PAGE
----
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Meet 'Gen Jones': Group was 2004's real swing vote
Denver Post ^ | 12/5/04 | Jonathan Pontell and J. Brad Coker

Posted on 12/09/2004 10:13:49 AM PST by qam1

During the 2004 presidential campaign, extensive media coverage was focused on all the usual suspects, like women, minority voters and evangelical Christians. But in their typical emphasis of demographic variables like gender, geography, socio-economics and race, the media largely ignored, again, the key issue of age in the electorate.

In doing so, they missed out on a major story: history will show that one generation of voters - Generation Jones - provided the decisive vote that re-elected George W. Bush on Nov. 2, 2004.

Not that age is ignored completely in politics; every election cycle sees coverage of the well-known fact that the youngest voters vote least, the oldest most, accompanied by the inevitable speculation about whether this will finally be the year when young voters turn out. But what about the big mass of the electorate in between these age extremes? To treat this big chunk of voters as if it is a monolith is to miss an important part of the political equation.

Political operatives and pundits would be wise to take a cue here from the advertising community, where age is the dominant demographic variable. Moreover, the advertising industry has seen, in the last couple of years, a surge of interest in generational variables that go beyond the fixed static-age categories. These traditional categories only tell us the similarities between, for example, twenty-somethings, but do not address the ongoing generational personalities that stay with people, regardless of their age.

It's odd that politics, with its huge reliance on advertising, has been so slow in learning this lesson, as the generational attitudes that so influence consumer behavior likewise influence voting behavior. Maybe the 2004 election will be the one that finally teaches us this lesson.

For the uninitiated, Generation Jones is the large, heretofore lost, generation between the baby boomers and Generation X. Born in the years 1954 to 1965, Jonesers are not a small cusp generation that slipped through the cracks but rather the largest generation in American history, constituting 26 percent of all U.S. adults today. Mistakenly, they were originally lumped in with boomers for one reason only: their parents and boomers' parents happened to have a lot of kids.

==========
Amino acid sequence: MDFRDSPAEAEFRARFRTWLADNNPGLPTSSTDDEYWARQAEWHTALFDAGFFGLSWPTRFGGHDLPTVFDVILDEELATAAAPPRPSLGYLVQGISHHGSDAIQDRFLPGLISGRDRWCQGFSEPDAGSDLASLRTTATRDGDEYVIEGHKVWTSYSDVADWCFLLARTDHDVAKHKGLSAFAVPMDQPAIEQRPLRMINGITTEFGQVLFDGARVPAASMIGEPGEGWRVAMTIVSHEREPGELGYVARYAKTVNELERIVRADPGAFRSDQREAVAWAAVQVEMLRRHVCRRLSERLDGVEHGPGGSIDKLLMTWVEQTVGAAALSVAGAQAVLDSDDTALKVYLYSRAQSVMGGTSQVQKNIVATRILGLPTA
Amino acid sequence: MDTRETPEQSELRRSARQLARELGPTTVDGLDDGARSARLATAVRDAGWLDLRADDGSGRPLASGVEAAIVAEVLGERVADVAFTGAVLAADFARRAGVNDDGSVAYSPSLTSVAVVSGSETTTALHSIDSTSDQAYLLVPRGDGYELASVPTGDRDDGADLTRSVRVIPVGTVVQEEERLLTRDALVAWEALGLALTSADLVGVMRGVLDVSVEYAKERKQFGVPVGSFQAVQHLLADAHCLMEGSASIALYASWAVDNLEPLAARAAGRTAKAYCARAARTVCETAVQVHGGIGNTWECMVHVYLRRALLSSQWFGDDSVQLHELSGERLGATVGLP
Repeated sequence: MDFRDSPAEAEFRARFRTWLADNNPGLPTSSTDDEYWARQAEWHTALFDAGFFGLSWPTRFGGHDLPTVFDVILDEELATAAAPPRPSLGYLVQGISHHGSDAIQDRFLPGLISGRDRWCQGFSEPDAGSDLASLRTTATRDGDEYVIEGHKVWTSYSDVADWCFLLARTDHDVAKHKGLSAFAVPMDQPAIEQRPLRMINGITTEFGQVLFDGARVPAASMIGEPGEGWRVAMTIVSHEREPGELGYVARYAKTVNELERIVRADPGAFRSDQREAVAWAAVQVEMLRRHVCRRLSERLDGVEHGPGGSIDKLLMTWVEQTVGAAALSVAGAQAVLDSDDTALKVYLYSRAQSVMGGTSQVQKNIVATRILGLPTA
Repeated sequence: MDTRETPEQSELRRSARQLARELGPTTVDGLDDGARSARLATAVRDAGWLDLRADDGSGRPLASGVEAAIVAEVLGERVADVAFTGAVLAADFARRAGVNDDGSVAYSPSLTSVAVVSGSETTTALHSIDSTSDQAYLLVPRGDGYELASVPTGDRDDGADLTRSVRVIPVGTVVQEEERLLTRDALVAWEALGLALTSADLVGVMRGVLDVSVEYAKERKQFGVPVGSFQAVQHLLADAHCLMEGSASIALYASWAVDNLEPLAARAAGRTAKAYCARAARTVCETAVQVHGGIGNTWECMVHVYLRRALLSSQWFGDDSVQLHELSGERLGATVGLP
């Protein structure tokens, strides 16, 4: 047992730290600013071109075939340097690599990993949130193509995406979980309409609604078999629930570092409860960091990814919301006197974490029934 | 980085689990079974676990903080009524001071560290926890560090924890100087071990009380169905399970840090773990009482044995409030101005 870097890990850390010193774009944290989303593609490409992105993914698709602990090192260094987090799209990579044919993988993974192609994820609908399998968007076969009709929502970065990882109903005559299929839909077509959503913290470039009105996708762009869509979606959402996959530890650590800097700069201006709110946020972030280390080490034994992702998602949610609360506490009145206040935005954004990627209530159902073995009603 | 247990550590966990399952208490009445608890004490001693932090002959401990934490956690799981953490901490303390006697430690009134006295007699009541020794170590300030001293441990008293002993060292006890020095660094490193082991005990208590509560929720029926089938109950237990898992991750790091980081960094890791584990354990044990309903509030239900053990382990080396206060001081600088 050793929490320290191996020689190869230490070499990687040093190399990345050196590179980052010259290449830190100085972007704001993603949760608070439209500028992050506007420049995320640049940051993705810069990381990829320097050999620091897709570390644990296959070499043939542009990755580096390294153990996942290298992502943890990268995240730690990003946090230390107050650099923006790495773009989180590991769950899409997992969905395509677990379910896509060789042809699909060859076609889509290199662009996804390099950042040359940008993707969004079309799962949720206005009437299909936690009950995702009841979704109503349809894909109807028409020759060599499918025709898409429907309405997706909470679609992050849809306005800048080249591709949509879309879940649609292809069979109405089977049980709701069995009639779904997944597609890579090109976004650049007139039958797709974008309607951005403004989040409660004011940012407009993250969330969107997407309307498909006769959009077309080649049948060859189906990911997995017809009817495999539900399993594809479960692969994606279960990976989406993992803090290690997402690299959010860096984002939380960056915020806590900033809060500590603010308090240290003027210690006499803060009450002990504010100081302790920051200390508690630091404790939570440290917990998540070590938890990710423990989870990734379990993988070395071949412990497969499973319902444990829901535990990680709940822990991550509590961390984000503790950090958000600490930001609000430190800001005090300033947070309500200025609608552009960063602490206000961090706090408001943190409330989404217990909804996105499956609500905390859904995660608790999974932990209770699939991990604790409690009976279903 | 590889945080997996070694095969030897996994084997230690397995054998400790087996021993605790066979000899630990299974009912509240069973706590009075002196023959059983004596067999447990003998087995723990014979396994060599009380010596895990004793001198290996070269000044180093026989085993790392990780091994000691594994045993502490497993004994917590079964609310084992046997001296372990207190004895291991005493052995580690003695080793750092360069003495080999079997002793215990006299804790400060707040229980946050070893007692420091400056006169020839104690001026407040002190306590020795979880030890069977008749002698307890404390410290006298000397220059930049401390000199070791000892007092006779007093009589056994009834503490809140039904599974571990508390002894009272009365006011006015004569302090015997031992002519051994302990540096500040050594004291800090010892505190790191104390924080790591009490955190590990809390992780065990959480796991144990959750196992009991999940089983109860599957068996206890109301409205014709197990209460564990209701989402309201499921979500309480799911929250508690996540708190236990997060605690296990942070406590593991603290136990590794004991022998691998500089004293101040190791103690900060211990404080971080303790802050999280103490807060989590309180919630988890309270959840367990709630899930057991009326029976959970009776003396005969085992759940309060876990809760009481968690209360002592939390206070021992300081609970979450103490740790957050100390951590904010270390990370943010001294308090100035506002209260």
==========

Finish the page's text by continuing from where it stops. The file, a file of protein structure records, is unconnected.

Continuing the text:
But generational personalities come from shared formative experiences, not head counts. This original flawed definition of the baby-boom generation has become widely discredited among experts, which is partly what's given rise to the emergence of Generation Jones, a cohort with significantly different attitudes and values than those held by its surrounding generations.

Why the name Generation Jones? Among its many connotations is that of a large anonymous generation, like a Generation Smith or Doe. But the connotation that's perhaps most relevant for politics arises from the slang term "jones'": a craving for someone or something. As children in the 1960s, Jonesers were given huge expectations, during, arguably, the peak of post-World War II American confidence and affluence, and then confronted, as they came of age during the mid-to-late 1970s and early 1980s with a very different reality, leaving them with a certain pending, unrequited, "jonesin"' quality.

Those huge expectations left unfulfilled are now strongly affecting this generation as it enters middle age, a life-cycle period when all generations feel that "now or never" feeling rumbling in the pit of the stomach - that realization that if you don't pursue your dreams quickly, you probably never will.